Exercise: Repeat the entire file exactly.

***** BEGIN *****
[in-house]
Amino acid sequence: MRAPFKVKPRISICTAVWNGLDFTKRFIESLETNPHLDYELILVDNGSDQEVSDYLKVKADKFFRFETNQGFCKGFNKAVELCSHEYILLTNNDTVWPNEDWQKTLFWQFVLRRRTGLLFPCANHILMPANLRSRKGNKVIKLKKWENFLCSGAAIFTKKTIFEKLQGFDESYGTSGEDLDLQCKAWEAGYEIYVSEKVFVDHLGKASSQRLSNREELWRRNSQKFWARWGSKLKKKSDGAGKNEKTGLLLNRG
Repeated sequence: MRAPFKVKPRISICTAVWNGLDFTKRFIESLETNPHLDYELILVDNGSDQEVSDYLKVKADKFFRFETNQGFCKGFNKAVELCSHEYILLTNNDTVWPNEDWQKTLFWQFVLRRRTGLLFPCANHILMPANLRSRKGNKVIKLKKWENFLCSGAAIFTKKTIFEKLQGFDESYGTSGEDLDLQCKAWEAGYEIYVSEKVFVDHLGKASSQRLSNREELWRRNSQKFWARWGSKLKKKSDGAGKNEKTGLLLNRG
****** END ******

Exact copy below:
[in-house]
Amino acid sequence: MRAPFKVKPRISICTAVWNGLDFTKRFIESLETNPHLDYELILVDNGSDQEVSDYLKVKADKFFRFETNQGFCKGFNKAVELCSHEYILLTNNDTVWPNEDWQKTLFWQFVLRRRTGLLFPCANHILMPANLRSRKGNKVIKLKKWENFLCSGAAIFTKKTIFEKLQGFDESYGTSGEDLDLQCKAWEAGYEIYVSEKVFVDHLGKASSQRLSNREELWRRNSQKFWARWGSKLKKKSDGAGKNEKTGLLLNRG
Repeated sequence: MRAPFKVKPRISICTAVWNGLDFTKRFIESLETNPHLDYELILVDNGSDQEVSDYLKVKADKFFRFETNQGFCKGFNKAVELCSHEYILLTNNDTVWPNEDWQKTLFWQFVLRRRTGLLFPCANHILMPANLRSRKGNKVIKLKKWENFLCSGAAIFTKKTIFEKLQGFDESYGTSGEDLDLQCKAWEAGYEIYVSEKVFVDHLGKASSQRLSNREELWRRNSQKFWARWGSKLKKKSDGAGKNEKTGLLLNRG